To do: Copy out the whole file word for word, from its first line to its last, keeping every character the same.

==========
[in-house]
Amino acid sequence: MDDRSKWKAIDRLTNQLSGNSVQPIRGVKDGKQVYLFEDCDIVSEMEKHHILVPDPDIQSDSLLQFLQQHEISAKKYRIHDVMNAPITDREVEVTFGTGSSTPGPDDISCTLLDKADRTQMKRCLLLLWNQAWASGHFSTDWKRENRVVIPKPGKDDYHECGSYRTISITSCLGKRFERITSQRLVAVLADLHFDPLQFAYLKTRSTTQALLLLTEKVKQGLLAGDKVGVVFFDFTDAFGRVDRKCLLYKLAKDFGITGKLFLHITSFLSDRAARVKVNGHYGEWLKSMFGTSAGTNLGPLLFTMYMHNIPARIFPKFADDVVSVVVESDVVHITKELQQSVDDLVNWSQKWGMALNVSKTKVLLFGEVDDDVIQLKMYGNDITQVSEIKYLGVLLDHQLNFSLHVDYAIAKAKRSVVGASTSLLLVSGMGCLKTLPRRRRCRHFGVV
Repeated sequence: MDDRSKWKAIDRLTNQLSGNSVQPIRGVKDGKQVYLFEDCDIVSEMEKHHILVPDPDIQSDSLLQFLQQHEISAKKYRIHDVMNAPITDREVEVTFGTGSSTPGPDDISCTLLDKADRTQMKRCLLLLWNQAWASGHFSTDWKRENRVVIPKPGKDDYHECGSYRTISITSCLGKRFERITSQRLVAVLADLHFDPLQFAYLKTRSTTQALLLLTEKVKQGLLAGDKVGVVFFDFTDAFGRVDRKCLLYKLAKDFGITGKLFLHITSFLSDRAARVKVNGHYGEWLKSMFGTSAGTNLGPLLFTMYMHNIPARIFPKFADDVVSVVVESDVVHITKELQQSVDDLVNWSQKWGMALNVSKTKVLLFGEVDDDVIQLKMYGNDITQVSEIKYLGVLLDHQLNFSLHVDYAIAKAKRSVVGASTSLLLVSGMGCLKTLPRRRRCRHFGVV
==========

[in-house]
Amino acid sequence: MDDRSKWKAIDRLTNQLSGNSVQPIRGVKDGKQVYLFEDCDIVSEMEKHHILVPDPDIQSDSLLQFLQQHEISAKKYRIHDVMNAPITDREVEVTFGTGSSTPGPDDISCTLLDKADRTQMKRCLLLLWNQAWASGHFSTDWKRENRVVIPKPGKDDYHECGSYRTISITSCLGKRFERITSQRLVAVLADLHFDPLQFAYLKTRSTTQALLLLTEKVKQGLLAGDKVGVVFFDFTDAFGRVDRKCLLYKLAKDFGITGKLFLHITSFLSDRAARVKVNGHYGEWLKSMFGTSAGTNLGPLLFTMYMHNIPARIFPKFADDVVSVVVESDVVHITKELQQSVDDLVNWSQKWGMALNVSKTKVLLFGEVDDDVIQLKMYGNDITQVSEIKYLGVLLDHQLNFSLHVDYAIAKAKRSVVGASTSLLLVSGMGCLKTLPRRRRCRHFGVV
Repeated sequence: MDDRSKWKAIDRLTNQLSGNSVQPIRGVKDGKQVYLFEDCDIVSEMEKHHILVPDPDIQSDSLLQFLQQHEISAKKYRIHDVMNAPITDREVEVTFGTGSSTPGPDDISCTLLDKADRTQMKRCLLLLWNQAWASGHFSTDWKRENRVVIPKPGKDDYHECGSYRTISITSCLGKRFERITSQRLVAVLADLHFDPLQFAYLKTRSTTQALLLLTEKVKQGLLAGDKVGVVFFDFTDAFGRVDRKCLLYKLAKDFGITGKLFLHITSFLSDRAARVKVNGHYGEWLKSMFGTSAGTNLGPLLFTMYMHNIPARIFPKFADDVVSVVVESDVVHITKELQQSVDDLVNWSQKWGMALNVSKTKVLLFGEVDDDVIQLKMYGNDITQVSEIKYLGVLLDHQLNFSLHVDYAIAKAKRSVVGASTSLLLVSGMGCLKTLPRRRRCRHFGVV